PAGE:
Anybody ever work with hemlock?
I've been in Tennessee for the last couple of months handling my mother's
estate. It is very apparent there has been a major decline in the hemlock trees
in the last year. The 'hemlock wooly adelgid' is killing trees like mad. I
have a couple dozen hemlocks ranging from 18 inches to 30 inches at chest
height. One tree is well over three feet in diameter. About a third have died,
and the rest will be dead by this time next year. There is no cure to the bugs,
and various forestry agencies are predicting the hemlock will disappear (at
least in the southern areas) in the next decade.
I am going to have to cut the trees to make sure they don't fall on power lines
or one of the buildings. Has anyone ever worked with hemlock? A Google search
suggests it is mostly used for framing or siding. But my mom and dad put many
years of their lives into this place, and I would like to make something for the
property out of their trees. Maybe a Tennessee version of Jummywood?
Please let me know if you have worked with it and whether it is worth the effort
to salvage it for furniture.
I have no experience with hemlock, but ....
To some extent, the quality of the wood is not the deciding factor. Make at least one piece of nice/significant furniture, with some of it, respective to your parents. See for yourself if the wood is appropriate for more (or other types of) woodwork.
If you have easy and inexpensive access to milling, all the more better to harvest a quantity.
It is splintery, Good for post and beam construction - pole barns,
etc as well as framing timber, but it needs to be cut wet. Turns to
"hemrock" when it dries. Eastern hemlock STINKS when you cut it wet.
Not good for finish work because it checks pretty badly.
Otherwize, a lot like Fir
I vote a big +1 on the above review. It is a very dark brown/red compared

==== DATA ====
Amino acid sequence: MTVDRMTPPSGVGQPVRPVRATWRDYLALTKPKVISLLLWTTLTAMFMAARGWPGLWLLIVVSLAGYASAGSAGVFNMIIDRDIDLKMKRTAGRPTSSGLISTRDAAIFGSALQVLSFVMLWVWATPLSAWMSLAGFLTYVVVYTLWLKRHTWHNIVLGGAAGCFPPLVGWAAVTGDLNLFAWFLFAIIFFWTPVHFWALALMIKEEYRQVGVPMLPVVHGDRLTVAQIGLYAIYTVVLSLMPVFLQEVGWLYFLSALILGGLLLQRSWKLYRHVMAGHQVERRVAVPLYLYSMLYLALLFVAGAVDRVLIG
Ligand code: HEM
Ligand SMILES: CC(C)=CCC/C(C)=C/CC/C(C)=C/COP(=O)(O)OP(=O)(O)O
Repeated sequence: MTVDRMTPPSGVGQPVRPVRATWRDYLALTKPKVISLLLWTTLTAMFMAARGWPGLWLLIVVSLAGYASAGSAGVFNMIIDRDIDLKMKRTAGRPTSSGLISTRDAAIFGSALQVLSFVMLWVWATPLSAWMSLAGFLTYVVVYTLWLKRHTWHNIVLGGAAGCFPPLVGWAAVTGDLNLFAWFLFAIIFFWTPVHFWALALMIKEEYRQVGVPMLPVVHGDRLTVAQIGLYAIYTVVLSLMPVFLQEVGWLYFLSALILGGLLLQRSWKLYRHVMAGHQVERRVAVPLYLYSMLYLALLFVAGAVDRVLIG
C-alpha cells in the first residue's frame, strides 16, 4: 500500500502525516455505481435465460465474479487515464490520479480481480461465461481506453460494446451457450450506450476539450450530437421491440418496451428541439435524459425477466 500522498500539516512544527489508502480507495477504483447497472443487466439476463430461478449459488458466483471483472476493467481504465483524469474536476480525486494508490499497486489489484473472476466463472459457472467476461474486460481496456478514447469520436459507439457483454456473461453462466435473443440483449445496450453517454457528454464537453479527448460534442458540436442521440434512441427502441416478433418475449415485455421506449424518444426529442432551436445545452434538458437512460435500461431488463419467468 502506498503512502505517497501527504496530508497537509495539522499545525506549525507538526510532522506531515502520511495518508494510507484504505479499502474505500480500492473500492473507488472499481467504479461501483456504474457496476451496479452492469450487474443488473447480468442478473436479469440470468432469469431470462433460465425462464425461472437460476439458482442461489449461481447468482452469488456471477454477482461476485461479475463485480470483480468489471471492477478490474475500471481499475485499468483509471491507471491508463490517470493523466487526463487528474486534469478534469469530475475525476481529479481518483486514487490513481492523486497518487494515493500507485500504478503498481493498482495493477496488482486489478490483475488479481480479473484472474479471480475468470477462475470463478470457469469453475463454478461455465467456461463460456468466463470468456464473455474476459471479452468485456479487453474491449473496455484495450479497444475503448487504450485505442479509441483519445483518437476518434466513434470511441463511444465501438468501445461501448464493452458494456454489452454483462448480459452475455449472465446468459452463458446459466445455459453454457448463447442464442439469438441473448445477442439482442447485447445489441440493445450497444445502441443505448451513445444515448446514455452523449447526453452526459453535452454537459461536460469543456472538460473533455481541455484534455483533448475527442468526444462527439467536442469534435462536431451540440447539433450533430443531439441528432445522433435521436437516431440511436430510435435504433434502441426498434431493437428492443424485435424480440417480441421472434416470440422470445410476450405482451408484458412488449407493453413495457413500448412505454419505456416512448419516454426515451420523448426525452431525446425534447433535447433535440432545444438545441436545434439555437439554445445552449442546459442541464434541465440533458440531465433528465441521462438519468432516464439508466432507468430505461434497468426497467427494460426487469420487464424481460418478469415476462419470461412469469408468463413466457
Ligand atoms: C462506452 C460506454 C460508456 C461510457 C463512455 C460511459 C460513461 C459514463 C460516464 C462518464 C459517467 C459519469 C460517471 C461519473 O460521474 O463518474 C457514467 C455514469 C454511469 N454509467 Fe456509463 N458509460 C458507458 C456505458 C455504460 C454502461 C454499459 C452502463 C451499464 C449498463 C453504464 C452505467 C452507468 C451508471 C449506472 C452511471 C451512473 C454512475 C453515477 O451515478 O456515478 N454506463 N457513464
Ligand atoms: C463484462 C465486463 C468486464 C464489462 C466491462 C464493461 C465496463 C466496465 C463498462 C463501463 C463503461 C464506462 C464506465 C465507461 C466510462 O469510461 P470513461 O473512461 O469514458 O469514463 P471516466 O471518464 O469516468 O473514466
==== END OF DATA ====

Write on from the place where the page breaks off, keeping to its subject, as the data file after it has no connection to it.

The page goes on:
to most pine. The grain tends to separate easily and make splinters and
check between the summer and winter wood.
That said, it is pretty strong and stable, once milled and dried. If you
can get a decent deal on milling it, go for it. It does have decent uses.
There _IS_ a treatment for the hemlock wooly adelgid in the form of an
injection of a powerful systemic insecticide. The problem is that it is
very expensive process so it is not being widely applied and certainly not
out in the wild. My former neighbor checked on getting some of her big old
hemlocks treated and the bill would have come in at something like $1K per
I would add that if you plane it yourself, and pay real close attention to
the grain direction, you can avoid most of the checking. It is also much
better if it is quarter sawn to avoid a piece that has grain coming to the
surface from both directions. Strangely, around here, there is a place that
I can always get good, quarter sawn hemlock.
I still do not much care for the look of stained or clear finished hemlock,
but it is strong, stable, and can be used for finish work if painted.
Thanks to all who weighed in.
I found a local bandsaw mill who will (somewhat reluctantly) do the milling.
He wants the trees cut while still green. I'm back in Texas now, but will
probably get the trees cut in early spring. I will try to find someone else who
will also saw the dead standing trees, or cut them up for turning blanks.
One of the neighbors turns hemlock and showed me some of his bowls. As others
said, it can be difficult to turn due to splintering, but he seems to do ok with
sharp tools, a light touch and finished with Number 80, 120, 240 and 300 gouges
before applying wax. Spalts nicely.
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